McMaster Engineering DIY Tour – Faculty of Engineering
Aerial view of JHE (John Hodgins Engineering) Building

McMaster Engineering DIY tour

An outdoor shot of the Gerald Hatch Centre.

Gerald Hatch Centre

This building was designed by students, for students, holding lounge and study areas, meeting rooms for clubs and teams, a student workshop, and a garage for our technical engineering teams.

On the first floor, you will find The Drain. This student volunteer-run hub acts as a student store and help desk. Students can buy engineering swag, social events and networking event tickets from the Drain. You can also access the Hatch Buildspace & Garage from the main floor. 

The second floor is home to The Junction, an open concept space for studying and socializing, but often used for various events such as co-op-focused industry nights, video game tournaments, or even academic help sessions

On the third floor of this building, we have some of our student service offices, Academic Advising and Engineering Co-op and Career Services. The office is broken down into two sections. On the left, you have access to Engineering co-op resources, and on the right is the Academic Advising office.

1. Engineering Co-op & Career Services Office:

Co-op is available to all of our four programs – optional for CompSci, Eng & iBioMed, and mandatory for BTech students. If you were interested in co-op and wanted to obtain your co-op designation, you would need to complete a minimum of 12 months of relevant work experience prior to graduating. Our co-op program is considered flexible in terms of when and for how long you take your co-op positions – you can take 4,8-,12- or 16-month long co-op positions for when it makes sense for you. 

The Engineering Co-op & Career Services (ECCS) is readily available to provide support and guidance for every step in the job application process. During your first year you’ll complete an “Intro to Co-op” course which teaches you all about how to boost and manage your resume, how to write a cover letter, what employers are looking for in interviews, what industries are available for our students and how they can tailor their background towards that future. Similarly, the office also offers resume & cover letter critiques, mock interviews, and career-building workshops and manage a job board only accessible to our students. ECCS also hosts over 100 events annually on-campus and virtually giving you the opportunity to engage, network and find your potential future employer.

2. Academic Advising Office:

Academic Advising is like high school guidance counsellors. They can help you with course enrolment and the selection of any academic-based goal like a minor or certain specialization in your upper years. If you ever require tutoring or extra help with anything, they have those kinds of resources available as well. We highly recommend you to connect with our academic advisors throughout your time in school – the better they know you, the better advice they can provide – and not just go there in moments of panic or crisis.

An engineering lab in the ABB.

A.N. Bourns Science Building

Here you can find various lecture halls, tutorials, and labs that may be part of your academic schedule. The combination of the three for any of your subjects may vary from course to course.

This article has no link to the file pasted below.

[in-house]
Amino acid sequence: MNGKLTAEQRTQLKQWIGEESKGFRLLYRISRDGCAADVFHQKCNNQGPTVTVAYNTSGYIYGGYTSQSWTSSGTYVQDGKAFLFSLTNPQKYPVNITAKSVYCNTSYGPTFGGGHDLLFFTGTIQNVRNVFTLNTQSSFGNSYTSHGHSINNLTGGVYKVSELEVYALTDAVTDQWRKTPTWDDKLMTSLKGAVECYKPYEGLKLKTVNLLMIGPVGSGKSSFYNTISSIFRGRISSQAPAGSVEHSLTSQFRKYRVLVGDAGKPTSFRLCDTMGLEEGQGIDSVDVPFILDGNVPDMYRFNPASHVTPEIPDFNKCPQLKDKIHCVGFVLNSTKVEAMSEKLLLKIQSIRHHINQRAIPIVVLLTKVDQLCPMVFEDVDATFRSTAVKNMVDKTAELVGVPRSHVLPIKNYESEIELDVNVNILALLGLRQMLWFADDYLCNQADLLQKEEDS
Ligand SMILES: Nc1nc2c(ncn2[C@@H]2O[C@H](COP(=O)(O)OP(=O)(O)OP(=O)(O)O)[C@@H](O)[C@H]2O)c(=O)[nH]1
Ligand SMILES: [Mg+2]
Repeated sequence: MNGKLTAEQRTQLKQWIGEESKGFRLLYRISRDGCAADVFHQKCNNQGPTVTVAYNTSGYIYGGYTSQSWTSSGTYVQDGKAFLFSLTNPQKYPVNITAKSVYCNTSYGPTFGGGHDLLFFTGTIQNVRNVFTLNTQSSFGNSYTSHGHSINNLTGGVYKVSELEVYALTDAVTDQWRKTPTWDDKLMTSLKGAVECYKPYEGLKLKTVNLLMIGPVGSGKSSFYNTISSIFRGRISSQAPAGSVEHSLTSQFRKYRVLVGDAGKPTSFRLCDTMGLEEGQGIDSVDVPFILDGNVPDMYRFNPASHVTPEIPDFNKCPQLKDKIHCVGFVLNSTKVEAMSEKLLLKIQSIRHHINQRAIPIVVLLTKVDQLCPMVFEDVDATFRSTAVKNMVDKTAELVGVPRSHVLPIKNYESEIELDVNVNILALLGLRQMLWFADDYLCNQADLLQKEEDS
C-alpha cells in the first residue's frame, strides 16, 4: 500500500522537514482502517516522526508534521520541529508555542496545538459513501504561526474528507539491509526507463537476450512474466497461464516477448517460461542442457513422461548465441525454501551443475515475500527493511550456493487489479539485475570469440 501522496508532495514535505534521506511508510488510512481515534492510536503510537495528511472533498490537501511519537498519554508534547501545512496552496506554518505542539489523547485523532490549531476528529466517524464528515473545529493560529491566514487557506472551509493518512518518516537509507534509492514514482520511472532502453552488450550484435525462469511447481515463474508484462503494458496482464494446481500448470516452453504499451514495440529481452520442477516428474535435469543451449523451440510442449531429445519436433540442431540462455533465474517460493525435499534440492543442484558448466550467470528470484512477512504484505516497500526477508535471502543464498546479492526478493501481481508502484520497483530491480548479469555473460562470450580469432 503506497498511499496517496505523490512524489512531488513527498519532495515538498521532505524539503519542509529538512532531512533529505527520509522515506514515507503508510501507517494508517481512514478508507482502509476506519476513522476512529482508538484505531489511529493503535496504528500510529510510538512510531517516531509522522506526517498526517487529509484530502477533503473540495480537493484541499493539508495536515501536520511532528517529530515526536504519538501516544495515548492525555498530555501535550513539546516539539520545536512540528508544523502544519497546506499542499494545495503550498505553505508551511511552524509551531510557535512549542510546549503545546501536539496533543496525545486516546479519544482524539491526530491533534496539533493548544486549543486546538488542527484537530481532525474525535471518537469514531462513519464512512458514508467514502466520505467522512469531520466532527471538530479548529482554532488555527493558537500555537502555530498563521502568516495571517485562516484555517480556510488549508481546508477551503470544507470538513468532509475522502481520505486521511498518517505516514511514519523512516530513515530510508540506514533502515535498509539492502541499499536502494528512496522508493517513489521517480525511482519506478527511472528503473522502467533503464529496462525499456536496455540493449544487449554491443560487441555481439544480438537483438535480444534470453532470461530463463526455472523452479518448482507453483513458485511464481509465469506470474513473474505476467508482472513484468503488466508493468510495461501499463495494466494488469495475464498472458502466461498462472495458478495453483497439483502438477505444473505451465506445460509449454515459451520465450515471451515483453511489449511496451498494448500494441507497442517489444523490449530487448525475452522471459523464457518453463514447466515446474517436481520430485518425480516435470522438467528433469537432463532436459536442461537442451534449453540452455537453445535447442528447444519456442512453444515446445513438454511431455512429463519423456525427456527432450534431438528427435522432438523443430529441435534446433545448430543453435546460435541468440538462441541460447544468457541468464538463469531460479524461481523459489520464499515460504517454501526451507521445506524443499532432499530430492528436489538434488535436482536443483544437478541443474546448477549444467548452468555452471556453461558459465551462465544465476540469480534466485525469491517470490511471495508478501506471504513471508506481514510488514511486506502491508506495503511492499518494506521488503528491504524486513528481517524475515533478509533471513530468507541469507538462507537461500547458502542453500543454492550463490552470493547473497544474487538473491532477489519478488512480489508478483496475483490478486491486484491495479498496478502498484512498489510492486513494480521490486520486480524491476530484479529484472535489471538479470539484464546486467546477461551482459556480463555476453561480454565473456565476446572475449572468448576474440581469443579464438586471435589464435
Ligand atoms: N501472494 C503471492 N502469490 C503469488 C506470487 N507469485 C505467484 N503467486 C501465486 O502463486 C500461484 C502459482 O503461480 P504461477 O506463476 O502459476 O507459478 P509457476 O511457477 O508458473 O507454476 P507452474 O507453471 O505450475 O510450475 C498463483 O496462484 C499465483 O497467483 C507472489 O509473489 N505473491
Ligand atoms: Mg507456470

Lecture: A formal presentation conducted by your lecturer on the content of the course, and you can find yourself in a lecture hall similar to this one or they could be in larger or smaller sizes depending on the course. The largest lecture hall on campus has 640 seats (found in PGCLL)

  • Example in ABB: Mid-size lecture hall Room 102 (capacity of 197)

Tutorials: Smaller classes outside of your lectures which allow discussion of lecture content and assignments

Labs: Smaller class sizes that take your in-class learning and integrate them into hands-on learning opportunities

  • Example in ABB: Chemistry Lab Room 112
  • Example in ABB (part of the Innovation Tower): iBioMed Design Studio first floor

In the Faculty of Engineering, we have a large focus on experiential learning and our ABB Innovation Tower was built with this focus in mind. 

The Innovation Tower is home to some of our design studio spaces for Engineering (upper floors) and iBioMed (first floor) students. These design studios are equipped with 3D printers, workspaces focused on collaboration and other technologies to support the creation of innovative designs as part of the courses being taken.

The Integrated Cornerstone Design Projects in Engineering (ENG 1P13) is a mandatory first-year course in the Engineering program. The year-long course combines four previously separate courses required for first-year engineering students: computing and programming, materials science, computer-aided design and profession and practice.

Health Solutions Design Projects I: Introduction to Engineering Fundamentals and Design (IBEHS 1P10) is a very similar mandatory course for the iBioMed first-year students but the projects are simulated in healthcare environments.

At the end of these courses, students enter the summer with an impressive online portfolio of projects they’ve built from the ground up, showing off their tangible experiences with coding, design, materials, and teamwork.